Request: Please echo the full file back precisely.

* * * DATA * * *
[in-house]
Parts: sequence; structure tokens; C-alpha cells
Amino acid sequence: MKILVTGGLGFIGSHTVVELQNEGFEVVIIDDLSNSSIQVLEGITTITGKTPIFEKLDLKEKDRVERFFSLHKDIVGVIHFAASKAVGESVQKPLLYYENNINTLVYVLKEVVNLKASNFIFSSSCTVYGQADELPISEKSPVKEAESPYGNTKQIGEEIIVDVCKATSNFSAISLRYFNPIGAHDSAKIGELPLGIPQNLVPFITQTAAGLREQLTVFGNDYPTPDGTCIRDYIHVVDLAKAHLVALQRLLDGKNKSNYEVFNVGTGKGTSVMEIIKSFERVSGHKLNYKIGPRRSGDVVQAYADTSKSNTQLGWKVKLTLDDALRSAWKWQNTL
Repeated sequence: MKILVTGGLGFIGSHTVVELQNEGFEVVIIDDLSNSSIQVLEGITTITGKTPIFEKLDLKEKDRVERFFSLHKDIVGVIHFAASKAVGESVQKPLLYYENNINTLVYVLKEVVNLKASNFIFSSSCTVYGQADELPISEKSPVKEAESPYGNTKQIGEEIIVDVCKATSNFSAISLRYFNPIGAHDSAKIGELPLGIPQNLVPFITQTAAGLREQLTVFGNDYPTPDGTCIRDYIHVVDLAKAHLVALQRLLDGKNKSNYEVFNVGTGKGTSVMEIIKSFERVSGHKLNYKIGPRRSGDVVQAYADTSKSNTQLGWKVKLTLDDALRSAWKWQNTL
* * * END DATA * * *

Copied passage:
[in-house]
Parts: sequence; structure tokens; C-alpha cells
Amino acid sequence: MKILVTGGLGFIGSHTVVELQNEGFEVVIIDDLSNSSIQVLEGITTITGKTPIFEKLDLKEKDRVERFFSLHKDIVGVIHFAASKAVGESVQKPLLYYENNINTLVYVLKEVVNLKASNFIFSSSCTVYGQADELPISEKSPVKEAESPYGNTKQIGEEIIVDVCKATSNFSAISLRYFNPIGAHDSAKIGELPLGIPQNLVPFITQTAAGLREQLTVFGNDYPTPDGTCIRDYIHVVDLAKAHLVALQRLLDGKNKSNYEVFNVGTGKGTSVMEIIKSFERVSGHKLNYKIGPRRSGDVVQAYADTSKSNTQLGWKVKLTLDDALRSAWKWQNTL
Repeated sequence: MKILVTGGLGFIGSHTVVELQNEGFEVVIIDDLSNSSIQVLEGITTITGKTPIFEKLDLKEKDRVERFFSLHKDIVGVIHFAASKAVGESVQKPLLYYENNINTLVYVLKEVVNLKASNFIFSSSCTVYGQADELPISEKSPVKEAESPYGNTKQIGEEIIVDVCKATSNFSAISLRYFNPIGAHDSAKIGELPLGIPQNLVPFITQTAAGLREQLTVFGNDYPTPDGTCIRDYIHVVDLAKAHLVALQRLLDGKNKSNYEVFNVGTGKGTSVMEIIKSFERVSGHKLNYKIGPRRSGDVVQAYADTSKSNTQLGWKVKLTLDDALRSAWKWQNTL